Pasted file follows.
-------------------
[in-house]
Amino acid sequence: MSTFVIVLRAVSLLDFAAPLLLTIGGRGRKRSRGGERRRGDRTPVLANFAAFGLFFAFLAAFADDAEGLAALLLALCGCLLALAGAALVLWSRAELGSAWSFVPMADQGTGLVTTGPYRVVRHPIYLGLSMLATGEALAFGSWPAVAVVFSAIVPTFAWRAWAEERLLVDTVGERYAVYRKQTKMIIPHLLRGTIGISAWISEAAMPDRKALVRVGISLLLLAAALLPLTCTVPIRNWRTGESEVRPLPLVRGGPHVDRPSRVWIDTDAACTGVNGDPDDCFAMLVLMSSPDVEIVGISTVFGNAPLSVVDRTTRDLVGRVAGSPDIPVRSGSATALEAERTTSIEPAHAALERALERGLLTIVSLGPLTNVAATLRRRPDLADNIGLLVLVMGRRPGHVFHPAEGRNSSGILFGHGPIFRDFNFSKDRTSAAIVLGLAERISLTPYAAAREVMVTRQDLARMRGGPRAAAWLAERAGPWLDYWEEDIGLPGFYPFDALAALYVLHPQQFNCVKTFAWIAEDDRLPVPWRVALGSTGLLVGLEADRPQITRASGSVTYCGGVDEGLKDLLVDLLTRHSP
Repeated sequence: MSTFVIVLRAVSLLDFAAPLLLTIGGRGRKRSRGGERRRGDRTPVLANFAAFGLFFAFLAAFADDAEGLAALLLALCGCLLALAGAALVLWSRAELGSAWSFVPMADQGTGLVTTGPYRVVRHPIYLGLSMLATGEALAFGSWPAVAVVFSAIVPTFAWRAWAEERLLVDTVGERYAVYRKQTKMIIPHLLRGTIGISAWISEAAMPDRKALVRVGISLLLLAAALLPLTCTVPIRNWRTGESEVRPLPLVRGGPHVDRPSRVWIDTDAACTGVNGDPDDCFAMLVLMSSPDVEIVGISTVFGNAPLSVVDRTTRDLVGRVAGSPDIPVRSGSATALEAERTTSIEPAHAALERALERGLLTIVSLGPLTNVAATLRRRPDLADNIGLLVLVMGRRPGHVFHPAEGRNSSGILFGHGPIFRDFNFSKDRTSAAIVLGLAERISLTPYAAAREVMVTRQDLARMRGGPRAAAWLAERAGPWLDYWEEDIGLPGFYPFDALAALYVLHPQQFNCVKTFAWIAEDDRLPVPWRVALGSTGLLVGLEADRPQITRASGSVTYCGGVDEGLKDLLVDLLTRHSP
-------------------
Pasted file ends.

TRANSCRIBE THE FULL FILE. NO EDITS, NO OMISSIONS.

[in-house]
Amino acid sequence: MSTFVIVLRAVSLLDFAAPLLLTIGGRGRKRSRGGERRRGDRTPVLANFAAFGLFFAFLAAFADDAEGLAALLLALCGCLLALAGAALVLWSRAELGSAWSFVPMADQGTGLVTTGPYRVVRHPIYLGLSMLATGEALAFGSWPAVAVVFSAIVPTFAWRAWAEERLLVDTVGERYAVYRKQTKMIIPHLLRGTIGISAWISEAAMPDRKALVRVGISLLLLAAALLPLTCTVPIRNWRTGESEVRPLPLVRGGPHVDRPSRVWIDTDAACTGVNGDPDDCFAMLVLMSSPDVEIVGISTVFGNAPLSVVDRTTRDLVGRVAGSPDIPVRSGSATALEAERTTSIEPAHAALERALERGLLTIVSLGPLTNVAATLRRRPDLADNIGLLVLVMGRRPGHVFHPAEGRNSSGILFGHGPIFRDFNFSKDRTSAAIVLGLAERISLTPYAAAREVMVTRQDLARMRGGPRAAAWLAERAGPWLDYWEEDIGLPGFYPFDALAALYVLHPQQFNCVKTFAWIAEDDRLPVPWRVALGSTGLLVGLEADRPQITRASGSVTYCGGVDEGLKDLLVDLLTRHSP
Repeated sequence: MSTFVIVLRAVSLLDFAAPLLLTIGGRGRKRSRGGERRRGDRTPVLANFAAFGLFFAFLAAFADDAEGLAALLLALCGCLLALAGAALVLWSRAELGSAWSFVPMADQGTGLVTTGPYRVVRHPIYLGLSMLATGEALAFGSWPAVAVVFSAIVPTFAWRAWAEERLLVDTVGERYAVYRKQTKMIIPHLLRGTIGISAWISEAAMPDRKALVRVGISLLLLAAALLPLTCTVPIRNWRTGESEVRPLPLVRGGPHVDRPSRVWIDTDAACTGVNGDPDDCFAMLVLMSSPDVEIVGISTVFGNAPLSVVDRTTRDLVGRVAGSPDIPVRSGSATALEAERTTSIEPAHAALERALERGLLTIVSLGPLTNVAATLRRRPDLADNIGLLVLVMGRRPGHVFHPAEGRNSSGILFGHGPIFRDFNFSKDRTSAAIVLGLAERISLTPYAAAREVMVTRQDLARMRGGPRAAAWLAERAGPWLDYWEEDIGLPGFYPFDALAALYVLHPQQFNCVKTFAWIAEDDRLPVPWRVALGSTGLLVGLEADRPQITRASGSVTYCGGVDEGLKDLLVDLLTRHSP